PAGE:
The celebration of Earth Day originates as a response to a massive oil spill in Santa Barbara, CA. in January 1969. Wisconsin Senator, Gaylord Perry utilized the energy of college campus organizations to rally behind an ecological message. The first Earth Day, April 22, 1970 featured 85 educational events across the United States. Today’s Earth Day is a celebration that includes 1 billion people in 192 countries.
Since the COVID-19 has shuttered cities and slowed lives, air pollution levels have dropped. IQAir has reported that New Delhi recorded a 60% fall of PM2.5 from 2019 levels, Seoul registered a 54% drop, while the fall in China’s Wuhan came in at 44%.
I find it striking how quickly the Earth heals itself. Striking does not capture it—I find it reassuring how quickly the Earth heals itself. It comforts me. It gives me hope.
Scars have great stories to tell—usually of carelessness, stupidity, and/or impatience. I have a scar on my left knee. I was riding my bike at the Washington Elementary School in the summer. The sloping hill on the playground offered speed and adventure for those who dared. My pedal clipped the blacktop and I slid—in shorts—on the raw pavement. I remember getting carried to my house several blocks away. Blood pooled in my sock.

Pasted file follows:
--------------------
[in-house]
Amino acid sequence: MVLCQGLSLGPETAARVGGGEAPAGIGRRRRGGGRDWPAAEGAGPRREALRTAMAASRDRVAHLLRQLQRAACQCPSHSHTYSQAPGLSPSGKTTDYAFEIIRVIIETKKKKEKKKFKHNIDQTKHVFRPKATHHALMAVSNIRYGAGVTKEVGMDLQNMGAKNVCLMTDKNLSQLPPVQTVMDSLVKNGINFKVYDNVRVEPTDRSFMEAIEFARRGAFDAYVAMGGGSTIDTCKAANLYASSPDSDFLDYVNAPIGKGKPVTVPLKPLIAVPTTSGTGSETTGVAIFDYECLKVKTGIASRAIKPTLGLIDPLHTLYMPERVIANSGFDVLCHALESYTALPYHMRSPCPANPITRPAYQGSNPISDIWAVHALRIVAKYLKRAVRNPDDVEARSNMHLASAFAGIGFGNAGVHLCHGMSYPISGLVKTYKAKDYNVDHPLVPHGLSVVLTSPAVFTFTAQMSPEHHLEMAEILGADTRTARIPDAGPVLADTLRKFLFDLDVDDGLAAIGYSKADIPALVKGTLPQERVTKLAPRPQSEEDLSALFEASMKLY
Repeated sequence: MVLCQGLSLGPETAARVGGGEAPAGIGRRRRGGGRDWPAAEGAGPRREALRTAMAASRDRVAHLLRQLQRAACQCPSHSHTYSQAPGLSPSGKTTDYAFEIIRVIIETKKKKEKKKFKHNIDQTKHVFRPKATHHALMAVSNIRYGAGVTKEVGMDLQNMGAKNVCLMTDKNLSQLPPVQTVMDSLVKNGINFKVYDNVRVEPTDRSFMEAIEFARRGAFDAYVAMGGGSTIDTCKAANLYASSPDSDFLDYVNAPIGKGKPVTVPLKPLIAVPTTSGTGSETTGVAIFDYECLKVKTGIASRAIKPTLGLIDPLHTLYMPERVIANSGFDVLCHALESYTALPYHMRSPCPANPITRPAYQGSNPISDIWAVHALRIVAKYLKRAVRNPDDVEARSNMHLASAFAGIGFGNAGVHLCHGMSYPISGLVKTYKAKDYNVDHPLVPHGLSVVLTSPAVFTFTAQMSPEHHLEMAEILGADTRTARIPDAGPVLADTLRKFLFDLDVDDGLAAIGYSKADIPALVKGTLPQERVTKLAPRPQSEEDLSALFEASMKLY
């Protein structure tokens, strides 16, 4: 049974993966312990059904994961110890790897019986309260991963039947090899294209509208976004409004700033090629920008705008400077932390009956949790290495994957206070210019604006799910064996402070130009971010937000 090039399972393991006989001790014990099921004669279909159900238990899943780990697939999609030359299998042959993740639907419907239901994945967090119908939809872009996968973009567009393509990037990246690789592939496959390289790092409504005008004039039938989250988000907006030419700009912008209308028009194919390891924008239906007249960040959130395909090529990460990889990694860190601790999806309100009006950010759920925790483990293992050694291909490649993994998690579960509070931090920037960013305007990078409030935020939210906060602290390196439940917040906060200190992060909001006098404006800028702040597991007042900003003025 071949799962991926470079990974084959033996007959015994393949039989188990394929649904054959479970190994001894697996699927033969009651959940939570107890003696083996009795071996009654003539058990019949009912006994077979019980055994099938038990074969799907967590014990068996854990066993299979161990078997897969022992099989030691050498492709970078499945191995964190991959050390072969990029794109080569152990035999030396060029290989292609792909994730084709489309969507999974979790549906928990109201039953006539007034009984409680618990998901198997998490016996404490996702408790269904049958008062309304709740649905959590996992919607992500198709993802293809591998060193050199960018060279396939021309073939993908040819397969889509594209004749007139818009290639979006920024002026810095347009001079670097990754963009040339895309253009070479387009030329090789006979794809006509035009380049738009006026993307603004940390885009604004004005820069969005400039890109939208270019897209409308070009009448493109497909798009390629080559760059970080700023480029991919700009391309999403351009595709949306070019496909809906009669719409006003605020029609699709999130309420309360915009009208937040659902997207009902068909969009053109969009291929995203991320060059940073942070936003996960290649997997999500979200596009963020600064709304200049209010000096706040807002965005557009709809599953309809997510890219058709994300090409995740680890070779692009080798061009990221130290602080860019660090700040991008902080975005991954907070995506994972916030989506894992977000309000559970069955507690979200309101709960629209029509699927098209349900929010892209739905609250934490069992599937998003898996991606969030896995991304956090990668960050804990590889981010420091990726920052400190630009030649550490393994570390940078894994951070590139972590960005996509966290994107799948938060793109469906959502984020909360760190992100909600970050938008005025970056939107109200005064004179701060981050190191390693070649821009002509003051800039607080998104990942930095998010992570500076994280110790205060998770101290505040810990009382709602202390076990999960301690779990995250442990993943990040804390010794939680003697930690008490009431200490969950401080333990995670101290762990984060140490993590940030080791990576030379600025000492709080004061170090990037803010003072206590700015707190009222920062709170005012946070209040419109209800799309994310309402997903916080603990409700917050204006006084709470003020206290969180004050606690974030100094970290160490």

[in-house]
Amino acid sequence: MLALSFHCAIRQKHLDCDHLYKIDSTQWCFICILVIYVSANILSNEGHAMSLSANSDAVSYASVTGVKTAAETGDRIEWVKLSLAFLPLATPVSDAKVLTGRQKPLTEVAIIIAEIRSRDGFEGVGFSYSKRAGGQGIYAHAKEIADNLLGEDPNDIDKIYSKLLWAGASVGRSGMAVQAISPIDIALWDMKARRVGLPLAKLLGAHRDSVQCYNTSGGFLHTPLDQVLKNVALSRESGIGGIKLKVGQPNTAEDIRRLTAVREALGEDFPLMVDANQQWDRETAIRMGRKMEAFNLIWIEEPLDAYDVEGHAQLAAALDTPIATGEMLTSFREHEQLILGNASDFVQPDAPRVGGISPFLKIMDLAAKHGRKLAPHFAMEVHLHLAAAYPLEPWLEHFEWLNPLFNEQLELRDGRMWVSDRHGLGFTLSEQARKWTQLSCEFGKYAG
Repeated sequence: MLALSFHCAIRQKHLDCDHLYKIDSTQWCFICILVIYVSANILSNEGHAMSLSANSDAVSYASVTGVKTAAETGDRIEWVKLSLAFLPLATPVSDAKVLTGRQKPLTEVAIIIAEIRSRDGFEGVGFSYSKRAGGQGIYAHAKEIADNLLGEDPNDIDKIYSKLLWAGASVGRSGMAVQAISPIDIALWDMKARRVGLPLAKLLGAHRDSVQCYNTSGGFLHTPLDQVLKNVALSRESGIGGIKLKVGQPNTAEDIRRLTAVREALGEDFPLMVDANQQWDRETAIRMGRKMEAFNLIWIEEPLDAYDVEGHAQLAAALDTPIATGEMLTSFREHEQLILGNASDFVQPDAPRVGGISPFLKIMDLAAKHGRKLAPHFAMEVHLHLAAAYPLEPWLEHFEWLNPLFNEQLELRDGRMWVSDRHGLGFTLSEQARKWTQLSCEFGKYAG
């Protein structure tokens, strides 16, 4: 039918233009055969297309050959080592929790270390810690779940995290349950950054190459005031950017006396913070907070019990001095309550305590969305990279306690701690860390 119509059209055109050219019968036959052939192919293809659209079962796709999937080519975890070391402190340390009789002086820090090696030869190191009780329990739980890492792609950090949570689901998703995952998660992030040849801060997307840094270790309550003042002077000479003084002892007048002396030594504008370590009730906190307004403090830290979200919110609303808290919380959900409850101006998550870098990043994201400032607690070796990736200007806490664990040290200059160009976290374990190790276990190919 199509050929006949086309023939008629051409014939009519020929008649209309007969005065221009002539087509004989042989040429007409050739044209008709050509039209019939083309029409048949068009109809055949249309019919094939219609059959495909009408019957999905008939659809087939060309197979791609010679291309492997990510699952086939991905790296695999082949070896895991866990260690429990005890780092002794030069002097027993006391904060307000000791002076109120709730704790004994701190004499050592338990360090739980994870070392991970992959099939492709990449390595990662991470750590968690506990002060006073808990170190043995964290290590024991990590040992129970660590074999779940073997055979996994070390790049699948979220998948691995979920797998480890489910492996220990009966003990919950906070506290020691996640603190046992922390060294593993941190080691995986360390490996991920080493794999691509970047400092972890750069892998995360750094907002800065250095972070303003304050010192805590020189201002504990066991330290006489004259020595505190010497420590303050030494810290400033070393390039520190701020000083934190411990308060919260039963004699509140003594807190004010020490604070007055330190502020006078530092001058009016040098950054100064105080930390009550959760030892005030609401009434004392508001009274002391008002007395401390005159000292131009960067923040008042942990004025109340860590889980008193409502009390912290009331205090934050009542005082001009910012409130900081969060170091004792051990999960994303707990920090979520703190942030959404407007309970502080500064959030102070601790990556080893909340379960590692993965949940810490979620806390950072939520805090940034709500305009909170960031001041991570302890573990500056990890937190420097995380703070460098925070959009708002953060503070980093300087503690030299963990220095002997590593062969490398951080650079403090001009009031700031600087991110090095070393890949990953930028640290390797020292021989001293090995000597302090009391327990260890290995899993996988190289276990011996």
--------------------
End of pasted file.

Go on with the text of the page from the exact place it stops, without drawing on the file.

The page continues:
The gouge on my knee lasted through baseball season, pool season, camp season. Any time I slid, moved, or fell (which, was apparently often), I tore the healing flesh open again. Late in the summer, my brother and I were playing kickball at my grandmother’s house. I slid into home (pretty stupid because there were only two players) and again, I blood trickled toward my sock.
My grandmother brought me in, sat me on her counter (which was borderline sinful in her house) and dolloped a blob of liquid Vitamin E on the gash. It was a miracle. Within days the wound healed, leaving a brazen, white patch on the corner of my patella.
Within seconds of injury, our bodies begin to heal. Blood clots, white blood cells attack, clotting occurs. Our bodies naturally heal themselves. Not just our bodies, but our hearts, our spirits, our lives—we are prone to injuries of all sorts. We are equally prone to healing.
These days are marked with hurt and injury, pain and woundedness. They will also be marked with healing and restoration, recovery and relief. We will all bear the scars of these months. They will have great stories to tell.
All of them will speak of our journey to wholeness.
I love you.
I hope for you.
Please be safe.